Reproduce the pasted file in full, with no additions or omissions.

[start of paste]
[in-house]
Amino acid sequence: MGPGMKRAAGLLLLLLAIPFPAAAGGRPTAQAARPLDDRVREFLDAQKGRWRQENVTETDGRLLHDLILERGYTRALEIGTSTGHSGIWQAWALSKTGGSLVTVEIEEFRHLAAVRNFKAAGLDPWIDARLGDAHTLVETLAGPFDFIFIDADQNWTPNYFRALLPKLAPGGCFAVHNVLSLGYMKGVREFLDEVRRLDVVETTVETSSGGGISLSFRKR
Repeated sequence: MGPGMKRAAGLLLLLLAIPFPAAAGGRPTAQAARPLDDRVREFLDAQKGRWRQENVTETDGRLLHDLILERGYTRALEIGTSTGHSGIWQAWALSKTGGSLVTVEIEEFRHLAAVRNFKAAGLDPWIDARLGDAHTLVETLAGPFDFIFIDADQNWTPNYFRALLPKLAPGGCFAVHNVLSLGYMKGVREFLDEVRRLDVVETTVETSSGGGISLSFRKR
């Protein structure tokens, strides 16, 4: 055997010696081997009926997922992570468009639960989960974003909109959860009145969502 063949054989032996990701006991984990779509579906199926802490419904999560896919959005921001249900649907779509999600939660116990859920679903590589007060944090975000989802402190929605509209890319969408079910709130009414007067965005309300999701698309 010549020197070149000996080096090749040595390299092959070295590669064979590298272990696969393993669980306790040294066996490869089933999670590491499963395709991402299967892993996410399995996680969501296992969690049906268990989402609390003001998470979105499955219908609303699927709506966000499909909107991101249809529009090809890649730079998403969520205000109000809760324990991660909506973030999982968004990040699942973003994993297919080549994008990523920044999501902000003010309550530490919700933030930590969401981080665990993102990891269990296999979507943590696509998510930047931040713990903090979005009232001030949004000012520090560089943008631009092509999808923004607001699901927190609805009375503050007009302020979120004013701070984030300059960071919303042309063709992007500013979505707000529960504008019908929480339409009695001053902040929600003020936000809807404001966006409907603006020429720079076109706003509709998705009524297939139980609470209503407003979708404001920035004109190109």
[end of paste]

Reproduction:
[in-house]
Amino acid sequence: MGPGMKRAAGLLLLLLAIPFPAAAGGRPTAQAARPLDDRVREFLDAQKGRWRQENVTETDGRLLHDLILERGYTRALEIGTSTGHSGIWQAWALSKTGGSLVTVEIEEFRHLAAVRNFKAAGLDPWIDARLGDAHTLVETLAGPFDFIFIDADQNWTPNYFRALLPKLAPGGCFAVHNVLSLGYMKGVREFLDEVRRLDVVETTVETSSGGGISLSFRKR
Repeated sequence: MGPGMKRAAGLLLLLLAIPFPAAAGGRPTAQAARPLDDRVREFLDAQKGRWRQENVTETDGRLLHDLILERGYTRALEIGTSTGHSGIWQAWALSKTGGSLVTVEIEEFRHLAAVRNFKAAGLDPWIDARLGDAHTLVETLAGPFDFIFIDADQNWTPNYFRALLPKLAPGGCFAVHNVLSLGYMKGVREFLDEVRRLDVVETTVETSSGGGISLSFRKR
């Protein structure tokens, strides 16, 4: 055997010696081997009926997922992570468009639960989960974003909109959860009145969502 063949054989032996990701006991984990779509579906199926802490419904999560896919959005921001249900649907779509999600939660116990859920679903590589007060944090975000989802402190929605509209890319969408079910709130009414007067965005309300999701698309 010549020197070149000996080096090749040595390299092959070295590669064979590298272990696969393993669980306790040294066996490869089933999670590491499963395709991402299967892993996410399995996680969501296992969690049906268990989402609390003001998470979105499955219908609303699927709506966000499909909107991101249809529009090809890649730079998403969520205000109000809760324990991660909506973030999982968004990040699942973003994993297919080549994008990523920044999501902000003010309550530490919700933030930590969401981080665990993102990891269990296999979507943590696509998510930047931040713990903090979005009232001030949004000012520090560089943008631009092509999808923004607001699901927190609805009375503050007009302020979120004013701070984030300059960071919303042309063709992007500013979505707000529960504008019908929480339409009695001053902040929600003020936000809807404001966006409907603006020429720079076109706003509709998705009524297939139980609470209503407003979708404001920035004109190109």